Chronic disease treatment is also under threat. According to Croakey’s Jennifer Doggett, who attended the event, “the need for our health system to improve the way in which it deals with chronic diseases was a key theme discussed by all the speakers and supported by the audience.”
“A number of examples were provided of successful cross-disciplinary programs targeting chronic diseases which are now in danger, due to the planned cuts,” Doggett reported.
But public awareness of the public health funding cuts remains desperately low.
There was practically no coverage of yesterday’s crisis meeting in Canberra. A quick Google News search discovered precisely zero hits for reports on the meeting today. Only dedicated health blog Croakey bothered to report on it, once again showing the irreplaceable value of that platform. The last time the media reported on the cuts to the Flexible Funds in any detail was in May, just after the federal budget.
Health Minister Sussan Ley was on the ABC’s 7.30 last night. Sure enough, Leigh Sales didn’t ask her a single question about the Flexible funding cuts. Instead she asked Ley about her new review of private health insurance.
Of course, there’s no doubt that the private health insurance review is important. But it’s important mainly because the private health insurance rebate is such a bad policy. At a cost of $6 billion a year to the taxpayer, it brings no demonstrated health benefits.
In last night’s 7.30 interview, Ley showed once again that she is struggling in the Health portfolio. For instance, despite announcing a review of private health insurance, she seems to have little understanding of how private health insurance in Australia actually works.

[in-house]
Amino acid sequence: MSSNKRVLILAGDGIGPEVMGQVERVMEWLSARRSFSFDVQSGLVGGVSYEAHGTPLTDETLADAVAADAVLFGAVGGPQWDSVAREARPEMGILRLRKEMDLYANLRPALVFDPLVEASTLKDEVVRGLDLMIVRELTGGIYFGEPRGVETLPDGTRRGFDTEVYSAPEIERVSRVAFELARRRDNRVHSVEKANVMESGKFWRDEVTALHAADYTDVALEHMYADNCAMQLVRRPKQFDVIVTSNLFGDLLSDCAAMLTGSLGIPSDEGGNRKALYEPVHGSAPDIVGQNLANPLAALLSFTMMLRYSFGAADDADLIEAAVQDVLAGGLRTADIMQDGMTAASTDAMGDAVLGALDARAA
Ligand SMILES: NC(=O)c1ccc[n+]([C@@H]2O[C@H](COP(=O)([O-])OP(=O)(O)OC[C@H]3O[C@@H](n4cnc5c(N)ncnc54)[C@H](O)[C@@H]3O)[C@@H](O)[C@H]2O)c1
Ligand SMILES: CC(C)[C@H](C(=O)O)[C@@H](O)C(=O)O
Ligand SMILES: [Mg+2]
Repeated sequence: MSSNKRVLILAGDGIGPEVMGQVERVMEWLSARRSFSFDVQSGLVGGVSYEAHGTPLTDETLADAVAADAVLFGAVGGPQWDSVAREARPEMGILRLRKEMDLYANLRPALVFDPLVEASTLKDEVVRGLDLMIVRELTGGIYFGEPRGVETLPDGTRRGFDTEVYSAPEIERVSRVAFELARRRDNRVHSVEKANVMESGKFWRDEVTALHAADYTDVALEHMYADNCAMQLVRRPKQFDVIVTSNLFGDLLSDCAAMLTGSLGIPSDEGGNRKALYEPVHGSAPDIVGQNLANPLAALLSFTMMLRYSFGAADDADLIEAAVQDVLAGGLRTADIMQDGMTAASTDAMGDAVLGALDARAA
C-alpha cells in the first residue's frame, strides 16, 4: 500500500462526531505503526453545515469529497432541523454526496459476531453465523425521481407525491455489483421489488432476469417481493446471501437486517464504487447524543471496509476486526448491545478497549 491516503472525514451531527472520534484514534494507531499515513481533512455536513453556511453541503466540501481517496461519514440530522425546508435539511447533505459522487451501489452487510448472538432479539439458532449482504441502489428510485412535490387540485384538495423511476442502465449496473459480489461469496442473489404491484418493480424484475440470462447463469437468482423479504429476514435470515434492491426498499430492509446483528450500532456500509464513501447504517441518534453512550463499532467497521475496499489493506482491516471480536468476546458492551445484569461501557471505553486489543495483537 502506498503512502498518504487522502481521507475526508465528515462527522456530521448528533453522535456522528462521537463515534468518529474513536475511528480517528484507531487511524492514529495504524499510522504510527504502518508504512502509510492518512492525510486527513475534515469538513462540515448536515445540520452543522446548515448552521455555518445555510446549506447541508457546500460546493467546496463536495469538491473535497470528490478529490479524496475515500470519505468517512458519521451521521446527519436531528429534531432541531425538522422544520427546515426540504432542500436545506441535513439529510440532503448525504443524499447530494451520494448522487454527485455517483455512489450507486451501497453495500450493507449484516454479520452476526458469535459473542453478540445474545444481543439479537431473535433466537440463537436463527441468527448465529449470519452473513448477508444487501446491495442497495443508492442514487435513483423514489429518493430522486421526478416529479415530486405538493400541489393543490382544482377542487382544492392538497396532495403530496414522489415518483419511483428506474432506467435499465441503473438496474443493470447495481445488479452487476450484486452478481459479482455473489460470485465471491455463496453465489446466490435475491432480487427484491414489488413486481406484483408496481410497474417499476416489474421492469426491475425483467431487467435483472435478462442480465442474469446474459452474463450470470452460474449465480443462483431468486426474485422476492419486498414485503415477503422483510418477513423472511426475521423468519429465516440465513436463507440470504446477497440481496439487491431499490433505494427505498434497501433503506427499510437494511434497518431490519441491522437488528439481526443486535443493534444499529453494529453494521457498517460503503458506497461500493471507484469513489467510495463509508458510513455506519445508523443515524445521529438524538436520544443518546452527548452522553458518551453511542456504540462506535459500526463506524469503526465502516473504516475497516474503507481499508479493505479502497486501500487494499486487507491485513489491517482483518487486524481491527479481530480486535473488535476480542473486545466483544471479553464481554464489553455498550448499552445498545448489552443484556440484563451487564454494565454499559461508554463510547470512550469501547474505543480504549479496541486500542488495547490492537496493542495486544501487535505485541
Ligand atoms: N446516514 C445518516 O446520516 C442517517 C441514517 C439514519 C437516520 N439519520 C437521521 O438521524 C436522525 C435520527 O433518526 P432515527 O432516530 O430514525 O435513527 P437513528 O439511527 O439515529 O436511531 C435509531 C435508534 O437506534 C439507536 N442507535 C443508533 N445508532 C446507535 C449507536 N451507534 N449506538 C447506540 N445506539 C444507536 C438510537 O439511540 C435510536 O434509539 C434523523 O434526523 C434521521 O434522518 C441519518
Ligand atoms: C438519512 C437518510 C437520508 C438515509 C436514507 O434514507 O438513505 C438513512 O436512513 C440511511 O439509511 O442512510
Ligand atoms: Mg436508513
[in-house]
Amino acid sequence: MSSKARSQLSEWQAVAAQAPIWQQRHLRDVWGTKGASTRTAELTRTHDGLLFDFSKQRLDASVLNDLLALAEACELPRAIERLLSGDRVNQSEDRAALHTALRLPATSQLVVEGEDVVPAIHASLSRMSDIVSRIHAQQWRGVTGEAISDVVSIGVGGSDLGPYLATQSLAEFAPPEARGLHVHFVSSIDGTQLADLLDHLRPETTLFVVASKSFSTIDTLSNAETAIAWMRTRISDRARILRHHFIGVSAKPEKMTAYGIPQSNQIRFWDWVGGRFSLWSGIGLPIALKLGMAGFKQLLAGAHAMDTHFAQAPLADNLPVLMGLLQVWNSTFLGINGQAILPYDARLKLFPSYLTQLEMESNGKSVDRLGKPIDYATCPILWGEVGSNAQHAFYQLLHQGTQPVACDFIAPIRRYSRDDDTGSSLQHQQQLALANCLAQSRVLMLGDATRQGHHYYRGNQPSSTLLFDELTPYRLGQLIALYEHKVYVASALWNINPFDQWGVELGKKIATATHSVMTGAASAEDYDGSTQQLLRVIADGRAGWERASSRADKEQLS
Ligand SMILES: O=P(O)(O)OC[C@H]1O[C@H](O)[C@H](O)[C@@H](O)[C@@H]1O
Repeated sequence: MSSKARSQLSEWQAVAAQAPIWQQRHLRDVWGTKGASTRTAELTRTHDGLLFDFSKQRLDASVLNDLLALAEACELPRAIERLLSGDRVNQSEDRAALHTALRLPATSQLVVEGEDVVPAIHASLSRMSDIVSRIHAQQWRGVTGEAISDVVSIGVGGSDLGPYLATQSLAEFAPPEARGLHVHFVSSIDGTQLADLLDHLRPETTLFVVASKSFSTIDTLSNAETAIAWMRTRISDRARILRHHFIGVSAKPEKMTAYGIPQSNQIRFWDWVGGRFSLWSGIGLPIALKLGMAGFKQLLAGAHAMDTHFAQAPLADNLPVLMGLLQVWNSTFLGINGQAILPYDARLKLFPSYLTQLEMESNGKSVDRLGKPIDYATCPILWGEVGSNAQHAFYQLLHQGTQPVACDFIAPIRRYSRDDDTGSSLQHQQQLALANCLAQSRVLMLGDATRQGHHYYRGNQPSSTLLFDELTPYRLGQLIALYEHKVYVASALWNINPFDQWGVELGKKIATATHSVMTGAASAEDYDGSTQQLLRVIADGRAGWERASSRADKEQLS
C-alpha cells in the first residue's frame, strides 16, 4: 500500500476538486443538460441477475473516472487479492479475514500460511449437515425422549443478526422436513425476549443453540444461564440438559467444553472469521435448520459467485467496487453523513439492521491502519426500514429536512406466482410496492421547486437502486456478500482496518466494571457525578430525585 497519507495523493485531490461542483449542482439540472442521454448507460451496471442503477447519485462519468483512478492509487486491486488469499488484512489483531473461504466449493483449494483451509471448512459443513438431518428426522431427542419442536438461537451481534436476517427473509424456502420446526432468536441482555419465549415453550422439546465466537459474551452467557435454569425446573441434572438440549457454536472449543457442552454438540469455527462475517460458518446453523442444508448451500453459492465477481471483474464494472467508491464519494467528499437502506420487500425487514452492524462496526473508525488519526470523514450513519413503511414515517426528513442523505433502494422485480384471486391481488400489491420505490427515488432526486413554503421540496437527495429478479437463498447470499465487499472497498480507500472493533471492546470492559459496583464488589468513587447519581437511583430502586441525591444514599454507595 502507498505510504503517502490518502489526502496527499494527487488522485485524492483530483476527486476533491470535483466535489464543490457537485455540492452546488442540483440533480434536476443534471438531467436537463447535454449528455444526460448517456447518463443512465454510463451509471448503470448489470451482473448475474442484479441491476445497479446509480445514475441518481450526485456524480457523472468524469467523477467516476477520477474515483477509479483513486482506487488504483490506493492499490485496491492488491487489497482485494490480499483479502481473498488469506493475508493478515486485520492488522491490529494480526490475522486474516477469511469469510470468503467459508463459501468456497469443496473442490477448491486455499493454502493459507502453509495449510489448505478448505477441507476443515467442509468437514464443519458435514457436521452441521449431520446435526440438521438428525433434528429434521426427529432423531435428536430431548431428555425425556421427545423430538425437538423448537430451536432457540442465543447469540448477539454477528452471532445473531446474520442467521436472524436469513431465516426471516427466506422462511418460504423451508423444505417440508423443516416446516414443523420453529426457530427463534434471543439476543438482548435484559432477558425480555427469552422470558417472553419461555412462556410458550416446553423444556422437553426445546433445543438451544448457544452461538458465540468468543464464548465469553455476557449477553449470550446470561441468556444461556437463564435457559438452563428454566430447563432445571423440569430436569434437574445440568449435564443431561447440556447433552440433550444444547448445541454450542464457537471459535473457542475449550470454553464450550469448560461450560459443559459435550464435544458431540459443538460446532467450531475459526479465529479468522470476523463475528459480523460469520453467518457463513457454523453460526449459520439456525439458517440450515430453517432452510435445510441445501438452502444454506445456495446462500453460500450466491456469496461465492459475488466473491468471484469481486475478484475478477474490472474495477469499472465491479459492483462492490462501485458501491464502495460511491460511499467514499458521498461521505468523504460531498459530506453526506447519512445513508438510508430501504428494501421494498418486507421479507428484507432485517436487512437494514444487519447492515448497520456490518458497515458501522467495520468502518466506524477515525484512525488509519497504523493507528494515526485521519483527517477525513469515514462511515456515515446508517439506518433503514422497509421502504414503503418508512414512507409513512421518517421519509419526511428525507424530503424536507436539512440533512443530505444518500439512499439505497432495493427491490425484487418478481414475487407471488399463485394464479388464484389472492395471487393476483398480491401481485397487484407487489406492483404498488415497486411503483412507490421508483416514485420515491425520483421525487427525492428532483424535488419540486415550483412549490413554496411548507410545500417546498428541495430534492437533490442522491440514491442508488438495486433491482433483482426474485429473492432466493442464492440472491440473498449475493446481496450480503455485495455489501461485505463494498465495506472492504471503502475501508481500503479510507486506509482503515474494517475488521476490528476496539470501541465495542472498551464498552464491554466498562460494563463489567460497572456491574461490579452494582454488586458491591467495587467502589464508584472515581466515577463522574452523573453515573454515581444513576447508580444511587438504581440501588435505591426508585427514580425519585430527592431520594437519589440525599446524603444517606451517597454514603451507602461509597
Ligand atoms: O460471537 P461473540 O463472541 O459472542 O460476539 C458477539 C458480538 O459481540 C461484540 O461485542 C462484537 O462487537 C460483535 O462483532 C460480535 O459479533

Sales asked her to explain why we call it “private” health insurance at all, given the government spends $6 billion a year subsidising private health insurance for consumers.
The reason why we, our side of politics, introduced the private health insurance rebate was to encourage people to take up private health insurance, to do exactly what I just suggested we absolutely have to focus on, which is to keep the public system strong by encouraging those who could afford it to take up private health insurance.
You couldn’t get a better example of the confused logic of private health insurance rebates. Ley’s argument – which has long been the Coalition’s position – is that we’re keeping the public system strong by spending up big on private health insurance.
Unfortunately, this is simply not true.
There is no rigorous evidence that private health insurance rebates “take the pressure off” the public system. As health policy expert Anne-Marie Boxall pointed out in March, the available research on the private health rebate has shown that it actually worsens public hospital waiting lists.